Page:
Midnight Pub

Like a cat in a maze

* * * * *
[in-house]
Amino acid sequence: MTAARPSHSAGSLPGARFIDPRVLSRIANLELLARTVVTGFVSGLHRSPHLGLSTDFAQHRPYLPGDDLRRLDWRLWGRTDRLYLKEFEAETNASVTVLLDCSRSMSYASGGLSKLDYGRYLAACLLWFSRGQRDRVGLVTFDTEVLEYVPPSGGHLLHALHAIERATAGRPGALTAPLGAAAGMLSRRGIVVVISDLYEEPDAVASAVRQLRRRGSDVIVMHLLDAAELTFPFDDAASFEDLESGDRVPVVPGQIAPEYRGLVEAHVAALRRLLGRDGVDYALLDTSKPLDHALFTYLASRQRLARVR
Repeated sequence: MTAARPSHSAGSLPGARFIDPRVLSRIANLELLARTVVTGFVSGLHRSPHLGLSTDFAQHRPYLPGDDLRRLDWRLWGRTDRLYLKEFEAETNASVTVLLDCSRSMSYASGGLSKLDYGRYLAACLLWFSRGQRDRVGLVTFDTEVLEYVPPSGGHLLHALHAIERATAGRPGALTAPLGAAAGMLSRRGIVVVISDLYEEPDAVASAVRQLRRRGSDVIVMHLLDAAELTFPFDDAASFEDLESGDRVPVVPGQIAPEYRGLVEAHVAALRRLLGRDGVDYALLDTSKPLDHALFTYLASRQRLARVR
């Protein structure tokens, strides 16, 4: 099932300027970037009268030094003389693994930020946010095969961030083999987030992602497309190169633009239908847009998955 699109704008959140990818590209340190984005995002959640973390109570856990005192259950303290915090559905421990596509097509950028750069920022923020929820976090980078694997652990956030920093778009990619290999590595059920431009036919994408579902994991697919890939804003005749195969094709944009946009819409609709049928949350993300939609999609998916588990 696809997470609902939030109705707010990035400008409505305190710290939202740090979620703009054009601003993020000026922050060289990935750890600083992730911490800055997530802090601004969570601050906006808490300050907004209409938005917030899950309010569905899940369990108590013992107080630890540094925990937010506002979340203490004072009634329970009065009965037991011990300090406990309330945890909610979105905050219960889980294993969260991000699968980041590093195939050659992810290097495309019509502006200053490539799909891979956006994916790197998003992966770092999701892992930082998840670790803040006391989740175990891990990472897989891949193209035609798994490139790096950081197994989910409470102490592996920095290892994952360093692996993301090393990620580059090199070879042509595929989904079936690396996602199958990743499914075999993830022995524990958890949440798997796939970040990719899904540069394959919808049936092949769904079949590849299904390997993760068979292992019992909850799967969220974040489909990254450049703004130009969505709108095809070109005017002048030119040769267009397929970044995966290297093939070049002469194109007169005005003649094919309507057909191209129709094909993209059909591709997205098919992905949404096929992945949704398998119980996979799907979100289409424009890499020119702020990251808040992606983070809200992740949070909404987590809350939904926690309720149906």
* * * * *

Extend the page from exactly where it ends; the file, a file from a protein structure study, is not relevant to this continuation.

I'm walking down the road to the station. Usually I would be listening to some music, instead today I prefer to listen to the sound of silence. Last night a blanket of snow descended from the sky and put the city to bed. All the usual chaos and confusion preceeding, during and following the new year's day shushed by just a couple of cold flakes. I get to the station just in time to hop on the train and take a seat near a window. As the locomotive cuts the landscape in half I stare outside. When the normal background noise fails to reach my ears, I realise I might be the only one aboard. This is a luxury given this ride is for commuters. Be it the eerie silence, be it the mesmerizing view, I gradually lose the perception of time. The convoy enters the station at the time of street lights turning on. I'm not here for the usual reason. I'm here to wander, to try and calm my mind in the deserted capillaries of the immense creature I crawled almost every day. Being here without an objective, it makes me want to take new paths from the consolidated ones. Print after print in the soft snow I go down a narrow street that must have been built ages ago. Sometimes I get blocked by a dead end, only to discover another route hidden nearby in plain sight. Somehow I end up in front of a now familiar door, the one with a wooden moon on it, and while I'm not in a very social mood, I do need something to drink. The Midnight has been renovated during the last couple of days. I liked it before, I like it now. After all, It's the patrons that define the identity of the pub. I greet the bartender and ask for a vin brule. He must have noticed the peculiar order (at least, from me) because he lets escape an eyebrow arched in curiosity. Fortunately for me, bartender has always everyone's back covered. He can prepare it. As I'm waiting for the hot beverage, I overhear a conversation going on in the far end of the lounge about a toxic family and a troubled childhood. I don't know the details, but it hits me deep inside. I had managed to not think about it, having said that, after all, that's exactly the reason I ended up here, whether I planned it or not. The drink is ready. I don't feel like staying inside so I head to the terrace. Alone under the shining moon, surrounded by a layer of snow, with temperatures dropping just under zero Celsius. This is how I like to consume a well-made vin brule. I rase the glass to my mouth and take a sip. On the other side of the street a cat jumps from roof to roof in search of a warm place to spend the night. I feel him. Just like him, I'm searching a safe spot in the world. And I'm not finding one. Legally talking I'm an adult, economically speaking I'm far from independent, thus I'm forced to live with my parents. The relationship with my mother is gold for me, however the one with my father is a mess. Years upon years of arguments and beratings for the smallest of things. I would have already exploded if it wasn't for my daily dance: bus, train, uni, canteen, library, train, bus. I crave for time on my own. I need it to recharge my batteries, to breathe, to be myself. And the pandemic took away a lot of that time. I get out of my room only when I need to be on on site to work or when I'm legally allowed to wander out of my domicile without a precise reason. He, however, gets in my room constantly, my last fortress. And when he does, my stress rises. And when he does, his stress rises shortly after because I don't consider him how he would like to. He doesn't get I still need to study, to have my time, to live my life. He doesn't get I am moody, that I'm slowly discharging to the point of no return. After all, he already forgot the last time that happened. He trespasses boundaries and expects people to not complain, but be wary of even getting near his pasture, cause he might shoot ya. And I'm tired of this situation. And I'm searching for a solution to the problem, one that the past years haven't already summoned in my head: make more revenue, find an apartment, leave the rabbit hole. But reality is a dealer that loves shuffling people's deck of cards and oh if it does it well, so reordering my cards by value and suit will take a long while. For the moment, I'll wander in an haunted maze where the only safezones are public transports and the Midnight. I see no end, I have no clue of where I'll end up, the only certainty is that, like the cat, I'll live long enough to find my spot or I'll die in the process. That's how I feel, like a cat in a maze. I wonder what time is it. The moon seems pretty high in the night sky, and the glass is empty. With no more fuel to warm my body I decide to head back in and sit in front of the fireplace. Smudge is already there with his belly turned towards the fire. Cats...